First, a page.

Tuesday, Dec. 1, 2015
In recognition of World AIDS Day, Virginia Commonwealth University HIV/AIDS Center clinical director Veronica Ayala-Sims, M.D., answered questions about the disease and provided up-to-date information on current research during a @VCUHealth Twitter chat on Dec. 1.
HIV, which stands for human immunodeficiency virus, weakens a person’s immune system by destroying important cells that fight disease and infection. AIDS is a syndrome caused by the HIV virus that develops when a person’s immune system is too weak to fight off many infections. It is the last stage of HIV, developing only when the infection is very advanced.
Since the beginning of the epidemic, almost 78 million people have been infected with the HIV virus and about 39 million people have died from the disease. While no effective cure exists for HIV, the symptoms of the disease can be controlled with proper medical care and people who have been infected with the virus can live long and healthy lives.
VCU will host a variety of Twitter chats with medical experts in the coming months. Stay engaged with the conversation by following @VCUHealth on Twitter and searching for the hashtag #VCUHealthChat.
Below are Ayala-Sims replies to some of the questions raised on Twitter.
When was the HIV virus first discovered?
The HIV/AIDS pandemic was first identified beginning in 1981 after it was discovered that a cluster of patients in New York and California were suffering from a previously unknown condition that caused complete failure of their immune system.
What is the difference between HIV and AIDS? How are they related?
HIV (Human Immunodeficiency Virus) is the virus that can lead to AIDS (Acquired Immunodeficiency Syndrome).
How is HIV/AIDS spread?
HIV is transmitted in very specific ways – through semen, vaginal secretions, blood and breast milk. It is not transmitted through casual contact.
How can people help to stop the spread of HIV/AIDS?
The best treatment is prevention. The CDC has recommended for many years that everyone between the ages of 13 to 64 have at least one HIV test. This can help identify those persons who might have HIV prior to them becoming ill. It is estimated that the one in eight people who do not know their HIV status are responsible for about half of all new HIV cases. People who don’t know their HIV status are not aware of the need for modifying their behavior to prevent transmission. Another strategy that is gaining more widespread use is the use of Pre-Exposure Prophylaxis. This entails taking a medication on a daily basis to prevent an HIV negative person from becoming infected with HIV.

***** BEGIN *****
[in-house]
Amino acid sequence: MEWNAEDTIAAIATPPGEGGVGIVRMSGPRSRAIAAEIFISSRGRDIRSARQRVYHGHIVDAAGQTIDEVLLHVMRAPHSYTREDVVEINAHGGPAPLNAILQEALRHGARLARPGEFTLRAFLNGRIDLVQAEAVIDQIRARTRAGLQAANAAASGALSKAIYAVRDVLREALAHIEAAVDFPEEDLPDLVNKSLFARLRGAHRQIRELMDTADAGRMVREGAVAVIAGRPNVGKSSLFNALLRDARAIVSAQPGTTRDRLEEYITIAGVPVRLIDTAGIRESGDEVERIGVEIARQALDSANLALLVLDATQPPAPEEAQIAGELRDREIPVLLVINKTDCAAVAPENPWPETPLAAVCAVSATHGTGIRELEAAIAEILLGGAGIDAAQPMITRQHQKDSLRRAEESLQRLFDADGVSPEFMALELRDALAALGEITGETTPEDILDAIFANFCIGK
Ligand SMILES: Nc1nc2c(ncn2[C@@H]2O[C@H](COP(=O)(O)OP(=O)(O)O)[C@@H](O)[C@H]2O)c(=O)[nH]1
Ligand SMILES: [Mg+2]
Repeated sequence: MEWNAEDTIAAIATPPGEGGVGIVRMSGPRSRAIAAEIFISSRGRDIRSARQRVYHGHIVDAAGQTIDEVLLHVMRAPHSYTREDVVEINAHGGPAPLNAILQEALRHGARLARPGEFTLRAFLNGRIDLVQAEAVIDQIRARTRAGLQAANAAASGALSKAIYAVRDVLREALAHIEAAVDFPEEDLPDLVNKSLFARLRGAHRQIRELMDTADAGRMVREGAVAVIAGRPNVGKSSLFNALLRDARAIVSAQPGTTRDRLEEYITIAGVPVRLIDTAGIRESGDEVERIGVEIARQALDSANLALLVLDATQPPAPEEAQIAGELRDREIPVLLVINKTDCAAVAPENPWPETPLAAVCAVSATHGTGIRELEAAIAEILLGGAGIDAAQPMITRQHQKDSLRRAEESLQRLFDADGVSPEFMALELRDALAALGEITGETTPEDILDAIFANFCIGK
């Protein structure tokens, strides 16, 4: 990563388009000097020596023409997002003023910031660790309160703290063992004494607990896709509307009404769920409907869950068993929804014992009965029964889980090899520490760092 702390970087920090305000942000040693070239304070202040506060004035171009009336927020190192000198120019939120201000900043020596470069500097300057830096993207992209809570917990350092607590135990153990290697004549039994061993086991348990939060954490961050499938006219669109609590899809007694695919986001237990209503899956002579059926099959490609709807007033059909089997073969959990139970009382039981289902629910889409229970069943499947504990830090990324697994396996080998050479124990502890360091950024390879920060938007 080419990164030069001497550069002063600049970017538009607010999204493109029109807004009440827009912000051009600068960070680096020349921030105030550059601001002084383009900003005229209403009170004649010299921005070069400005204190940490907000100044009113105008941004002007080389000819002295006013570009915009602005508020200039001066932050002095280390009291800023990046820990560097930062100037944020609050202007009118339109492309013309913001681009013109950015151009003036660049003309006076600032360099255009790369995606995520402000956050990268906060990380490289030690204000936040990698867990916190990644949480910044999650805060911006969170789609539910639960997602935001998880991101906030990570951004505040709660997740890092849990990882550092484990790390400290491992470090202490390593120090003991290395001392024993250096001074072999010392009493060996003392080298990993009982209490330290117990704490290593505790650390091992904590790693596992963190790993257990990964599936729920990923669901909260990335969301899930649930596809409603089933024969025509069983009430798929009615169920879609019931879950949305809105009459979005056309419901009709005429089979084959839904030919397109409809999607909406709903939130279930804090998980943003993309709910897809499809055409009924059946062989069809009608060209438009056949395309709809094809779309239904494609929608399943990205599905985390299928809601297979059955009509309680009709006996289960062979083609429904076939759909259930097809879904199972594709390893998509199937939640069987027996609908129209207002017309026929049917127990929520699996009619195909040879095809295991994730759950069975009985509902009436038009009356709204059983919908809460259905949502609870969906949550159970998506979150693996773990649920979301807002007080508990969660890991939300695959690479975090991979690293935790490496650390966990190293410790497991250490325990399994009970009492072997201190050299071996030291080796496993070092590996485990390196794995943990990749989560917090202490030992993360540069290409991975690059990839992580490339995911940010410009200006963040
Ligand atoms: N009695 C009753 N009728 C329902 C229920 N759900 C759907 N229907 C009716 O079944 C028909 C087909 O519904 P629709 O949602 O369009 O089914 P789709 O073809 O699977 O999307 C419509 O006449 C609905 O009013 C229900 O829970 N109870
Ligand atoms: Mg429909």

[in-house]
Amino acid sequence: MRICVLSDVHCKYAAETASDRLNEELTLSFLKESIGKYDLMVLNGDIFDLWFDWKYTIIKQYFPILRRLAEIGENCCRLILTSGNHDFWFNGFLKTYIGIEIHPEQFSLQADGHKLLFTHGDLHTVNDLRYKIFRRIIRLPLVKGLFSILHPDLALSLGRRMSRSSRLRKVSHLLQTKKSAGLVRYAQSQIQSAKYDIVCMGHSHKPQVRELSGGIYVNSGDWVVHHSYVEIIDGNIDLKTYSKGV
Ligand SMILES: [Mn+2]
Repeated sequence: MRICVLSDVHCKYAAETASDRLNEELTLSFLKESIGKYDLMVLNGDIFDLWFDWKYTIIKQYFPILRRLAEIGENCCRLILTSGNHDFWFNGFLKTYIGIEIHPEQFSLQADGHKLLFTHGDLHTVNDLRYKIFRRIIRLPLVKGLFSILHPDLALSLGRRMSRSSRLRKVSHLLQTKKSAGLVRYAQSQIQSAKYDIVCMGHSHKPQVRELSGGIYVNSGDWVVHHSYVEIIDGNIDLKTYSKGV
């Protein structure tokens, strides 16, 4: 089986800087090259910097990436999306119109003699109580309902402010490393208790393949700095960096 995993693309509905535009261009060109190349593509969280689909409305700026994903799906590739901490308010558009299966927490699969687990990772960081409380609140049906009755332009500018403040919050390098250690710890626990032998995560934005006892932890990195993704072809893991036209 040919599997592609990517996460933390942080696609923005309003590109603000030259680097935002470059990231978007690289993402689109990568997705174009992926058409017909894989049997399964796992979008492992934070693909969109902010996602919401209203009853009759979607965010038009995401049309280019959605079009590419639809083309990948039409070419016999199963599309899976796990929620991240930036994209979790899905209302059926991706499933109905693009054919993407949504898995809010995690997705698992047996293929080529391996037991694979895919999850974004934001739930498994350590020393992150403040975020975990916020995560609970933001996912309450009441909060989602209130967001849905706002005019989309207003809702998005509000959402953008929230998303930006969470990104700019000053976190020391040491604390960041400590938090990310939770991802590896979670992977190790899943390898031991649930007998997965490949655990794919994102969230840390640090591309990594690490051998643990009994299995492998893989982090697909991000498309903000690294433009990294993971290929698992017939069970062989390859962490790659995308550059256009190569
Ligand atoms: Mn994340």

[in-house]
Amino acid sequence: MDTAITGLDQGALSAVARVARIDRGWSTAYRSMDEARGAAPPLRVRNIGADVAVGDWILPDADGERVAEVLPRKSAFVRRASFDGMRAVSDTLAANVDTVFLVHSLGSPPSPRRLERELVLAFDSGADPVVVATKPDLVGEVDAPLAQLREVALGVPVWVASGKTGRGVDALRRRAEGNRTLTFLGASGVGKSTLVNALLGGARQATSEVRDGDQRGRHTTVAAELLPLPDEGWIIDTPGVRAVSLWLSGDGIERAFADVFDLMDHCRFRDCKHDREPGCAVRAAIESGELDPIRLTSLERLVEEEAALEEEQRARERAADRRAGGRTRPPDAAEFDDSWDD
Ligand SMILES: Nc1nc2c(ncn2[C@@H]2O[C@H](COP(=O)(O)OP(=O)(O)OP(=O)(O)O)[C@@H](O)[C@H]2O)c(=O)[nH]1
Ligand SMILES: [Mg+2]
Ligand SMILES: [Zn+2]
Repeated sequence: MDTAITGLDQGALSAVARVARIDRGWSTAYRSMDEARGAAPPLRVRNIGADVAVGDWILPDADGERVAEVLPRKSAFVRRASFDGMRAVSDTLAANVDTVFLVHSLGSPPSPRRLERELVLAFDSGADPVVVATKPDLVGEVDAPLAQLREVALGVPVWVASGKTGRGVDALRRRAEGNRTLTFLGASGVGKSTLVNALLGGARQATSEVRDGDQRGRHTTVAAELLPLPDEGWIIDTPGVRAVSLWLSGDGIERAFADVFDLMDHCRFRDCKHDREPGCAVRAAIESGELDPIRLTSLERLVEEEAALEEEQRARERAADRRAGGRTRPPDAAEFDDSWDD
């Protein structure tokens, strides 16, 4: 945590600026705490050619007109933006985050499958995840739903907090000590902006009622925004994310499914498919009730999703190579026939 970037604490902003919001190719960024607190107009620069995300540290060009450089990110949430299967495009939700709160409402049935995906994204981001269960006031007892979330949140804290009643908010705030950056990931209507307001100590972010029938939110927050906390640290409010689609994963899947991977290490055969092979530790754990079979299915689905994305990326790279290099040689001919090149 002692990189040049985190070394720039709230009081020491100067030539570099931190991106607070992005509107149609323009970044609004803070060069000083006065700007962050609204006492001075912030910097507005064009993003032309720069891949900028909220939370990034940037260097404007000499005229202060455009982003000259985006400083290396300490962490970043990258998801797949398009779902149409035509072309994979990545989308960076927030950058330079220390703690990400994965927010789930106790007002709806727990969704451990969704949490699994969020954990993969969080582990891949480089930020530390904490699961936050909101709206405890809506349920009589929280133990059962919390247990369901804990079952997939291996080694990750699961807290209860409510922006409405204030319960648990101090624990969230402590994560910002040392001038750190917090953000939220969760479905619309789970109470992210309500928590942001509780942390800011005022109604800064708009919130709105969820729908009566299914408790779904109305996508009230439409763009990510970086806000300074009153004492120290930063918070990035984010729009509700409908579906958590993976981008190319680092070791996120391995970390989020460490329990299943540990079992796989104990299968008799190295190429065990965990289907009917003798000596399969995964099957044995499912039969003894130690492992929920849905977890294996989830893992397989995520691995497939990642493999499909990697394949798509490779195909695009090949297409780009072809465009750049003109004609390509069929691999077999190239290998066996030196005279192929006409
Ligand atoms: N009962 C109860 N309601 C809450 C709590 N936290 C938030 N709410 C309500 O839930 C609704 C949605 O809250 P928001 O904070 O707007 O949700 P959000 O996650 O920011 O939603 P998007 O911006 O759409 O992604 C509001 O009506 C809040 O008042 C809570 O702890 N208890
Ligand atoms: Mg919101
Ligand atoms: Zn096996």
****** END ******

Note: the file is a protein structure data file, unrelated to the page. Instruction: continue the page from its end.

What are treatment options for people who have been diagnosed with HIV/AIDS?
HIV is completely preventable and treatable. It is now considered a chronic illness and people living with HIV are anticipated to have normal life expectancies. Treatment for HIV consists of daily medications that disrupts the normal life cycle of the HIV virus and stops it from replicating itself.
Where are we in terms of fighting the disease?
Despite the advances in treatment, the number of new cases of HIV each year has not changed much in the last decade. According to the Centers for Disease Control and Prevention, there are an estimated 36.9 million people living with HIV/AIDS worldwide. In the U.S., there are an estimated 1.2 million people living with HIV/AIDS.
How do HIV/AIDS stats in Virginia compare to the rest of the country?
According to the Virginia Department of Health, at the end of 2014, there were approximately 26,000 Virginians living with HIV/AIDS. Around 6,000 of those Virginians living with HIV/AIDS live in Central Virginia where Richmond and the surrounding counties are located. Richmond city and the cities of Petersburg/Colonial Heights/Hopewell have had some of the highest rates of new HIV cases in Virginia.
What are the obstacles to finding a cure for HIV/AIDS?
One of the challenges in curing HIV is that even when the virus is brought to undetectable levels in the blood by daily medications it can lay dormant in areas of the body known as HIV reservoirs. In order to eradicate the virus, researchers are still attempting to identify where all of the reservoirs are in order to be able determine how much virus is located there and how to destroy the virus that is still in the reservoir.
What is VCU Health doing to help stop the spread of HIV/AIDS and treat people who have it?
VCU Health HIV Clinical Services is the largest single provider of HIV medical care and supportive services in Virginia. We have five clinic locations in the Central Virginia area and our clinics are able to provide care to anyone who is living with HIV regardless of their insurance status or ability to pay.
Subscribe to the weekly VCU News email newsletter at http://newsletter.news.vcu.edu/ and receive a selection of stories, videos, photos, news clips and event listings in your inbox every Thursday.